David Cameron came under fire this month over a plan to hire out British prison officials to train their Saudi counterparts.
That Saudi prison system is currently planning to behead and crucify 17 year old Ali Mohammed al-Nimr for attending a protest.
It’s also making headlines over plans to give 74 year old British national Karl Andree 360 lashes for transporting homemade wine.
These examples barely scratch the surface of injustice in one of the world’s most repressive regimes, notorious for its treatment of women and migrant workers (see below).
Why is the British government so friendly with it? Cameron was eventually forced to cancel the £5.9 million contract—not without fierce resistance in case it hurt the government’s “wider interests”.
Telegraph columnist Con Coughlin railed against letting an “unnecessary diplomatic squabble” over human rights spoil a “strategic relationship” with “the region’s rapidly emerging military superpower”.
Saudi Arabia now has the world’s fourth highest military spending at £37 billion a year, having overtaken Britain and France and rapidly catching up with Russia.
And it has used its firepower to devastating effect in the Saudi-led bombing and invasion of Yemen.
More than 2,300 civilians have been killed, according to the United Nations—with an estimated 130 deaths from one airstrike on a wedding last month.
Many of the planes it is using are British-made Typhoons and Tornados.
Saudi Arabia has also made itself the headquarters of counter-revolution in the Middle East. It is one of the main financial backers of Egypt’s murderous regime.
And it sent troops to crush the uprising against its client regime in Bahrain. There too British-made weapons were used.
Britain’s military export licences to Saudi Arabia include “crowd-control” ammunition, hand grenades and teargas.
Saudi contracts bring huge profits for British arms exporters—who have repeatedly been in trouble over corruption to keep them coming. In a £2 billion contract in 2010, one firm allegedly put £300 million straight into offshore bank accounts for kickbacks to Saudi officials.
Despite the prison U-turn, these arms exports keep flowing.
But the link between Britain’s rulers and the despotic House of Saud is about more than money. It goes right back to Saudi Arabia’s surprisingly modern origins.
Britain’s government signed a pact with reactionary warlord Abdul Aziz Ibn Saud 100 years ago.
The West’s backing helped Ibn Saud establish a dynasty—and keeps it in power today. And the Saudis gave the imperialist powers a bulwark against movements that could have challenged them.
Today the West’s disastrous wars and the crushing of the Arab revolutions have plunged the Middle East into a chaos that threatens both the warmongers and the regimes.
That common interest puts them in a bind that neither can afford to break.
The Saudi government is entirely made up of princes, hand-picked for their ministerial posts by the king. Its elites live in staggering opulence—the fruits of the country’s oil wealth.
But for the migrants who make up most of its working class it’s a different story.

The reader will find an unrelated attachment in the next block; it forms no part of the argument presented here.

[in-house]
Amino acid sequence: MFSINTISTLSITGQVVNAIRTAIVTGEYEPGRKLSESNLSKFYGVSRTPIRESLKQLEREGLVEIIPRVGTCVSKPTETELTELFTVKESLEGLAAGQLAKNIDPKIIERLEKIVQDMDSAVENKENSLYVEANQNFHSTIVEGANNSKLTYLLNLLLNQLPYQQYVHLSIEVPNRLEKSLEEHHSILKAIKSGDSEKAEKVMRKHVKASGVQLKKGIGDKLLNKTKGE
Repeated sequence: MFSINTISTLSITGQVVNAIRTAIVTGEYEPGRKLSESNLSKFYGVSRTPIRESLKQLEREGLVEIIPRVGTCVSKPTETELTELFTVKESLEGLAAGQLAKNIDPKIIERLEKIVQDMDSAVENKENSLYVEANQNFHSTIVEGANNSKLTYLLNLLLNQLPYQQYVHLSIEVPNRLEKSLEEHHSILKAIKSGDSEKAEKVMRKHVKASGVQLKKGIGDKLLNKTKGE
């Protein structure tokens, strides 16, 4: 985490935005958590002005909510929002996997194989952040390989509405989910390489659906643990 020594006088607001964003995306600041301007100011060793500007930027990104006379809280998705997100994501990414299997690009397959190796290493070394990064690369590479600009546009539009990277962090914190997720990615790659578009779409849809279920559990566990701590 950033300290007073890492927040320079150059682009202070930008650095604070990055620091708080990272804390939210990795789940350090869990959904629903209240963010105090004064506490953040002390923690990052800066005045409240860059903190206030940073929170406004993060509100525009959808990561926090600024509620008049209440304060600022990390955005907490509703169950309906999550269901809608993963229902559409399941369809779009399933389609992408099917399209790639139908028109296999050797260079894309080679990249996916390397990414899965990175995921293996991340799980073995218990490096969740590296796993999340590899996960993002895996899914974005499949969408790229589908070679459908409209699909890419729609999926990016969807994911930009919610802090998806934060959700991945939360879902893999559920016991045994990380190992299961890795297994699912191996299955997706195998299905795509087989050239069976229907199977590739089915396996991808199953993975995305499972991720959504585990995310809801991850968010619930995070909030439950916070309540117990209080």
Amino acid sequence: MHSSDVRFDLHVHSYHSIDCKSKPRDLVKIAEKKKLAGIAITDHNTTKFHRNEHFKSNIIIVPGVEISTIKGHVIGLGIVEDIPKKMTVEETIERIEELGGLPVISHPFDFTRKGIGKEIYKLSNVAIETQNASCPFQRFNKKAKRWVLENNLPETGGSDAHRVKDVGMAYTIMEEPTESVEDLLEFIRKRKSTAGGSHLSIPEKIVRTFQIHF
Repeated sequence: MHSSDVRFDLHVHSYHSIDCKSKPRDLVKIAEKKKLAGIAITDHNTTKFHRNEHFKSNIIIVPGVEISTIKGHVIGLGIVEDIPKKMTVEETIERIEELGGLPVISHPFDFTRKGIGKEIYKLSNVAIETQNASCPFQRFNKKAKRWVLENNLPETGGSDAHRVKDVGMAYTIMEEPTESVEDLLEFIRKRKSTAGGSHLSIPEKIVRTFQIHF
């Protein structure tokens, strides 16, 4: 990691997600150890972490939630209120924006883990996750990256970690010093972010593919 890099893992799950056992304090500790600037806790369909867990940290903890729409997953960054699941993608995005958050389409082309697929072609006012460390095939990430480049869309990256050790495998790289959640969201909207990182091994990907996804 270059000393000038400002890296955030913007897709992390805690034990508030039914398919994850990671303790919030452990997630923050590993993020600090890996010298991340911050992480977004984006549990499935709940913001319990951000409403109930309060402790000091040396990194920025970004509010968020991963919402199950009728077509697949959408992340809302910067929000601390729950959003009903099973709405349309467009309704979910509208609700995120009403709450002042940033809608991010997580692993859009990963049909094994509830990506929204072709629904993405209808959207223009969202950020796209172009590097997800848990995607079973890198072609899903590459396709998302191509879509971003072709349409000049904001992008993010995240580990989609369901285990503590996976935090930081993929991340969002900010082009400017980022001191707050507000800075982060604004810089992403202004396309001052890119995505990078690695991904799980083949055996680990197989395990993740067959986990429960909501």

Violent mass deportations have been a regular occurrence in recent years. The authorities boasted of deporting 300,000 people in the five months to March of this year—a rate of 2,000 a day.
Around half a million migrant domestic workers work in Saudi Arabia.
Many of them are on visas that deny them the right to change jobs and require the employer’s permission to leave the country. This traps them in “near slavery”.
Horrific cases of abuse, rape, imprisonment and torture have come to light.
The Saudi construction boom is built on the bodies of workers forced to risk their lives in unsafe conditions.
This led to the shocking crane collapse in Mecca that killed over 100 people during the Hajj pilgrimage last month. Over 1,600 pilgrims were killed in a crush that the Saudi authorities initially tried to blame on the victims.
Women are banned from driving, and need the permission of a male guardian—typically their father, husband or brother—for most aspects of their lives.
Adultery can be punishable by death. So can homosexuality.
Shia Muslims and other religious minorities face widespread official and unofficial discrimination.
But the Arab Spring showed that the Saudi regime was no more immune to challenge from below than its neighbours.
Women held a driving campaign, workers walked out and street protests demanded democracy.
The tensions that produced that revolt haven’t gone away.
Labour leader Jeremy Corbyn rightly opposed the Saudi prison deal. But so did Tory justice secretary Michael Gove.
Not only is Gove an expert self-publicist but he is also an Islamophobe obsessed with rooting out “extremism”. He wrote a book after the 7/7 bombings calling for an end to “appeasement” of Islamic fundamentalism.
This would mean scapegoating and spying on Muslims in Britain on an unprecedented scale. Gove put his crusade into practice as education secretary, with the “Trojan Horse” witch hunt into Birmingham schools.
That such a bigot could rise to a senior cabinet position is a product of New Labour and the Tories’ turn to Islamophobia.
This helped first to justify the “War on Terror”, then to deflect anger at austerity away from themselves.
The ideological movement most influential on real Islamic fundamentalists is the one promoted by the Saudi regimes.
British politicians use racist myths about “Asian values” or the “traditions” of other societies to justify backing dictators. The Saudis are no exception.
The Tories’ excuses collide with their scapegoating—exposing the hypocrisy of both.
KPMG knowingly hid Carillion’s financial problems